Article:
I've been looking through this December 10 statement from the state superintendent of public instruction, basically to see if there's anything in there that's true.
And I can't find anything worth mentioning.
It's about the Common Core, so it's bound to be full of nonsense, and it is, but I'd like to focus in on just a couple of things that I hear frequently and that I've never been able to clarify. So if you're out there, and you're a reformist believer, or if you're just an in-the-know reality-based person, can you possibly clear these things up for me?
Ok, first there's this, from whoever writes Chris Koch's material:
The recently named Illinois Teacher of the Year, Pam Reilly, a second grade teacher in Sandwich Community Unit School District 430, conceded that she often found it difficult to teach to the previous Illinois Standards, adopted in 1997, but she said the new standards provide the clarity and depth necessary for her and her students to succeed.
“I am excited about the collaboration that I now have with teachers in our district as well as teachers across the nation because of our common language and goals through Common Core,” Reilly said. ”We will be able to have meaningful conversations about what is working and what isn’t, and share our ideas for teaching to the Common Core with each other.”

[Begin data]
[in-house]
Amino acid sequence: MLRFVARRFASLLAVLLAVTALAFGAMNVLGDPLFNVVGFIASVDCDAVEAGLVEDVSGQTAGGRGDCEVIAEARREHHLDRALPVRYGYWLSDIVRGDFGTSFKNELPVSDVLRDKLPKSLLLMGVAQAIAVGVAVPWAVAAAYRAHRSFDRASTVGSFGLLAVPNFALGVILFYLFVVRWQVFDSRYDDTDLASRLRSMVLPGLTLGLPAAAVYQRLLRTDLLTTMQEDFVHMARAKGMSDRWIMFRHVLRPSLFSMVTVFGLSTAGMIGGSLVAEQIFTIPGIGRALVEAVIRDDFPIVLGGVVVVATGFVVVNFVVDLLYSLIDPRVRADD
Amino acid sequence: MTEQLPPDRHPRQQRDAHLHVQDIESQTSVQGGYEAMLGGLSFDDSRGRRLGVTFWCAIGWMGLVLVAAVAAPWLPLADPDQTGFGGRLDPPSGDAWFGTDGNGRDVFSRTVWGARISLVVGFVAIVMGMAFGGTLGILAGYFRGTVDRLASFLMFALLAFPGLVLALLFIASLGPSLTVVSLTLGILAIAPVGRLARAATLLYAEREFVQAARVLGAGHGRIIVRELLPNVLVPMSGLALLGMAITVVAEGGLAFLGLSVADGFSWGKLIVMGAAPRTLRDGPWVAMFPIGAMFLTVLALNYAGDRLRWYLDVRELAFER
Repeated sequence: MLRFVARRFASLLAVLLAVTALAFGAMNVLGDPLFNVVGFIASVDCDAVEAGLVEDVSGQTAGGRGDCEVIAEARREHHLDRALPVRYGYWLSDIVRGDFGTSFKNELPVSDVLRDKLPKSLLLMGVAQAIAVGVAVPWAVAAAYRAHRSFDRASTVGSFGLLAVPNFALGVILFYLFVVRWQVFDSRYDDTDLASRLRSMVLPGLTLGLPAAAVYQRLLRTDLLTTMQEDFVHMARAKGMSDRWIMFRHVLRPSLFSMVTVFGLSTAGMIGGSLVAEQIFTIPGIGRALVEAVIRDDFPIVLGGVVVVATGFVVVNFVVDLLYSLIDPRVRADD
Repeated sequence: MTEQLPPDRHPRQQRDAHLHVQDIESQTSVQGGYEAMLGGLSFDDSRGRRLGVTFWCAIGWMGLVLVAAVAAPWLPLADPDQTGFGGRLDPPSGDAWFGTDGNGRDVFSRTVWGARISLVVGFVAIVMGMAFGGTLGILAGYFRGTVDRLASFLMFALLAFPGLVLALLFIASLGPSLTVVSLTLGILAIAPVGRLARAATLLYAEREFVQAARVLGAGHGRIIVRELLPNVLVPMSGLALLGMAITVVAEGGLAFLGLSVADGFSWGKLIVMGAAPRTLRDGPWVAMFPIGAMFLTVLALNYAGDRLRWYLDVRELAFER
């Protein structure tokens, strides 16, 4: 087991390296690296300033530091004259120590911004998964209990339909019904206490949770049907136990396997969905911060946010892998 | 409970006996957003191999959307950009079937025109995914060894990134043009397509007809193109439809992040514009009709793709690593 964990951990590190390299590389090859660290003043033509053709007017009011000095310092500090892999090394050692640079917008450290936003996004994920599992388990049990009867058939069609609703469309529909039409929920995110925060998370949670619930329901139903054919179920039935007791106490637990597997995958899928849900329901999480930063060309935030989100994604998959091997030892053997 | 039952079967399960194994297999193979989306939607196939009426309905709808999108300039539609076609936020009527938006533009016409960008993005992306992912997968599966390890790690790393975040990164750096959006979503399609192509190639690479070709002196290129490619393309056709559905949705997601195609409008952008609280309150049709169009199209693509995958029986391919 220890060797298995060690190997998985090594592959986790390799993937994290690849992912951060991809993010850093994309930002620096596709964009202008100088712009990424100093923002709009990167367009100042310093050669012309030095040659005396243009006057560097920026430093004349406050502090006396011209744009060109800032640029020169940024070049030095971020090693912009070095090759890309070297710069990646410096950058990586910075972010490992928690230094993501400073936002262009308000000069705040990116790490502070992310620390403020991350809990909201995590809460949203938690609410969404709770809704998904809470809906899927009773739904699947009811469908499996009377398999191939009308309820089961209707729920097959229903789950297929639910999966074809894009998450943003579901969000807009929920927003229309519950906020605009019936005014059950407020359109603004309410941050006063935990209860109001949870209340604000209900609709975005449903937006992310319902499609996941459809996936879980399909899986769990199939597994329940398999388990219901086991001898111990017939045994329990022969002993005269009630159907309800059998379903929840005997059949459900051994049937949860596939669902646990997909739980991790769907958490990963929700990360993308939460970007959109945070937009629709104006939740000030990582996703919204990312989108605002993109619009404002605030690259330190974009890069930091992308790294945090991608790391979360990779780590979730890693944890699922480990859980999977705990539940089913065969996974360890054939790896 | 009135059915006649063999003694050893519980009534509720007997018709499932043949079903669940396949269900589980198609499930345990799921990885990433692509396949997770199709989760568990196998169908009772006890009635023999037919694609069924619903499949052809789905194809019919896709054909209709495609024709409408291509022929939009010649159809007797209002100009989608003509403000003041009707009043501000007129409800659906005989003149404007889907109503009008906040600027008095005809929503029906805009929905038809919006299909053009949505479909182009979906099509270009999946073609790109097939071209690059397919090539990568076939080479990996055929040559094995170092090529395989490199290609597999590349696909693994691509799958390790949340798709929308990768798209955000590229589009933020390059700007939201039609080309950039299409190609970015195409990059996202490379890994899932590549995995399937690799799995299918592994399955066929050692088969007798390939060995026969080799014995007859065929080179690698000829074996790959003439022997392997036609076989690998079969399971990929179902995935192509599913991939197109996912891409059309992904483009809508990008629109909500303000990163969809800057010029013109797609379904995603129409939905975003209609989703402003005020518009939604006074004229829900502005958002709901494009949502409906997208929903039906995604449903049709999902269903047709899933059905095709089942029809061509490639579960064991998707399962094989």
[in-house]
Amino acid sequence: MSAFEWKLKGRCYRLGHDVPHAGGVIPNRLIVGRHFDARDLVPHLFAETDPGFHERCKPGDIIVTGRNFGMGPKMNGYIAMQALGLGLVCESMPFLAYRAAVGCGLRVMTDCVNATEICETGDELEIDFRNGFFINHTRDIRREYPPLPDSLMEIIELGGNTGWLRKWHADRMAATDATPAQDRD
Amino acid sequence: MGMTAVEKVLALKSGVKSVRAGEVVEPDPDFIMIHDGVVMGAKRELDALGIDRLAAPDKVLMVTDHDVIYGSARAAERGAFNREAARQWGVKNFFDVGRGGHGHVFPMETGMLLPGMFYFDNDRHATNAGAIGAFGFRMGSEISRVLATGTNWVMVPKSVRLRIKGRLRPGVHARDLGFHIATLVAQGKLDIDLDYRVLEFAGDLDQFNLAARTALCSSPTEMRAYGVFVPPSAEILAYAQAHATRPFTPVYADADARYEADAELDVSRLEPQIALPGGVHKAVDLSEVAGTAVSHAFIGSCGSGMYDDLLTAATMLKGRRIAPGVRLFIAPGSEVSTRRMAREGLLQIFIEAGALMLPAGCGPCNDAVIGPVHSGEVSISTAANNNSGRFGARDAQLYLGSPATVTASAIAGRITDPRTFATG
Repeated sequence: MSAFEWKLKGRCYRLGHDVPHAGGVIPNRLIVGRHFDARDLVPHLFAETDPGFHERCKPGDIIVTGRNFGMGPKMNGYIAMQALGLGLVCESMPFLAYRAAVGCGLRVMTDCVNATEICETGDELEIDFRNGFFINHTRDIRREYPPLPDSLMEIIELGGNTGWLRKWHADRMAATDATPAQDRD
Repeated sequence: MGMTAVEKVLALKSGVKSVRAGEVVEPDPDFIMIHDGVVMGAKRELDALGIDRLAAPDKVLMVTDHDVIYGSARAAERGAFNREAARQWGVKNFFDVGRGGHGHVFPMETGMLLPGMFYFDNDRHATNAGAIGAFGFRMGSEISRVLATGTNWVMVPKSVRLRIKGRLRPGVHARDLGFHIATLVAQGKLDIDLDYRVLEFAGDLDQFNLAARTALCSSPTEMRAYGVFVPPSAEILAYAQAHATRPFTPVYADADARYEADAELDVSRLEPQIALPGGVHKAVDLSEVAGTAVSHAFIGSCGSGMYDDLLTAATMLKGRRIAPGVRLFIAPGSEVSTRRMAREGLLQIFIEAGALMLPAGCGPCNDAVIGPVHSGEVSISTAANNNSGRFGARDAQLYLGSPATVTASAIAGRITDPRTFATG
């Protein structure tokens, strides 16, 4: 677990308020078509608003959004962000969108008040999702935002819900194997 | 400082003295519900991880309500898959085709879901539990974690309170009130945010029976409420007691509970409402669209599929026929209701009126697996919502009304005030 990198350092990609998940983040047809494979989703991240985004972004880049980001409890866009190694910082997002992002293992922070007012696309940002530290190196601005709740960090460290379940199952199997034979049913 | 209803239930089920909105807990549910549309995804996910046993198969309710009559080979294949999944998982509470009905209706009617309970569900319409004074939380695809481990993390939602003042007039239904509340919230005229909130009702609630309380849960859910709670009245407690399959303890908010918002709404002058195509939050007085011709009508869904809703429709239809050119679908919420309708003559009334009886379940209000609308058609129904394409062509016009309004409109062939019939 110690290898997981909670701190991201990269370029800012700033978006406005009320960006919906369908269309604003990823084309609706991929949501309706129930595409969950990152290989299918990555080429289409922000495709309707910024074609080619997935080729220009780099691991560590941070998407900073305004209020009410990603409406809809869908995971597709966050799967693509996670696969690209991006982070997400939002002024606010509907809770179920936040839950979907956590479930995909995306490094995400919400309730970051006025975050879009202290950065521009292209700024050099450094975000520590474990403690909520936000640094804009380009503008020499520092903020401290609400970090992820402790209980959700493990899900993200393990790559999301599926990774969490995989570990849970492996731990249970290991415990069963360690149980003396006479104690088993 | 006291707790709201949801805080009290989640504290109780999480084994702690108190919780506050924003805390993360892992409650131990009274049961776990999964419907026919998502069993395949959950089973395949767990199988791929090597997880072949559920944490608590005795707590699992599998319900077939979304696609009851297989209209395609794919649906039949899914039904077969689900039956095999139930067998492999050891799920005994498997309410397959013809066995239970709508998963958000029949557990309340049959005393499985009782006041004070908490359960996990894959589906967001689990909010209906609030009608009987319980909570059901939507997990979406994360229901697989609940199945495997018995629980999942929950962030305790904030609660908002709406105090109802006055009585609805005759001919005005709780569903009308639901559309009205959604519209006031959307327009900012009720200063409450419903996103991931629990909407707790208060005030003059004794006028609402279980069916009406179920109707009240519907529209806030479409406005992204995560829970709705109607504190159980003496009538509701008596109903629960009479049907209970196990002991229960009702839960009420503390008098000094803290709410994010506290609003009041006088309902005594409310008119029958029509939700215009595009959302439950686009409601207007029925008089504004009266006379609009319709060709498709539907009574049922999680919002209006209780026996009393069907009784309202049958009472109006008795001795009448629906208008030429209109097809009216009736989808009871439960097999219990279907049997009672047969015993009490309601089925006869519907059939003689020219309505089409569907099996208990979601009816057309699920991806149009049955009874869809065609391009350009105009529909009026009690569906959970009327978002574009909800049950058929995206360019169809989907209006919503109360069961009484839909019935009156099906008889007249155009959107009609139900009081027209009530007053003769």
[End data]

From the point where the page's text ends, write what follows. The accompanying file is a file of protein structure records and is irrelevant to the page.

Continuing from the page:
Because there are actually fewer standards, students may cover less material within a single grade, but delve deeper into the most important concepts. For younger students, covering less material will mean that they have a solid foundation in math and ELA before they move on to more advanced topics in middle and high school.
Poor Ms. Reilly, suffering all these years... (the Teacher of the Year is rarely a dissident-- and is it weird that the teachers in her district couldn't collaborate with the old standards? Am I reading into it?) I'm glad the future is looking brighter for her and for our great nation, but let me just have another look at the number of standards before and after the whole Arne Duncan era, and yes, I realize the number claim is coming from Koch, not from her.
In the 1997 standards, and I'm counting the ELA and math standards here, I find a total of 66 separate standards at second grade (I'm using the Early Elementary category.)
In the Common Core Standards, when I count the ELA and math standards, I find a total of 67 separate standards at second grade.
In other words, there are actually more standards now for a second grade teacher who is dealing with ELA and math. I could do each grade level if you like. It's a pattern, but I haven't proved it at each level yet because I'm busy with two webinars, a forum, and two large, ravenous dogs.
So how is it that people like Chris Koch keep saying that there are fewer standards?